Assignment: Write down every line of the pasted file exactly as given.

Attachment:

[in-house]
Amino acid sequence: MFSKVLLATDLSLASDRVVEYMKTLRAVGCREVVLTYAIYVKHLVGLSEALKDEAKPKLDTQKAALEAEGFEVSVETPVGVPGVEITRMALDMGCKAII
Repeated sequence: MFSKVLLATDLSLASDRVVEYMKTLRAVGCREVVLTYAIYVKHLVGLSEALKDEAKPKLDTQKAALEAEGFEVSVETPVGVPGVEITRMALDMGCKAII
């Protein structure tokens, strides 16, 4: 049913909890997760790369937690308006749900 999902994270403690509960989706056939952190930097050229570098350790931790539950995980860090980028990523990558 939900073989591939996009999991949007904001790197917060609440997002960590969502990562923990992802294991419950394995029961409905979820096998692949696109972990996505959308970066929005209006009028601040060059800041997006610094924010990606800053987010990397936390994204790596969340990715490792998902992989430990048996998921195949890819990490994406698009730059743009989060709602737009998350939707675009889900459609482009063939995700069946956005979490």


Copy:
[in-house]
Amino acid sequence: MFSKVLLATDLSLASDRVVEYMKTLRAVGCREVVLTYAIYVKHLVGLSEALKDEAKPKLDTQKAALEAEGFEVSVETPVGVPGVEITRMALDMGCKAII
Repeated sequence: MFSKVLLATDLSLASDRVVEYMKTLRAVGCREVVLTYAIYVKHLVGLSEALKDEAKPKLDTQKAALEAEGFEVSVETPVGVPGVEITRMALDMGCKAII
């Protein structure tokens, strides 16, 4: 049913909890997760790369937690308006749900 999902994270403690509960989706056939952190930097050229570098350790931790539950995980860090980028990523990558 939900073989591939996009999991949007904001790197917060609440997002960590969502990562923990992802294991419950394995029961409905979820096998692949696109972990996505959308970066929005209006009028601040060059800041997006610094924010990606800053987010990397936390994204790596969340990715490792998902992989430990048996998921195949890819990490994406698009730059743009989060709602737009998350939707675009889900459609482009063939995700069946956005979490």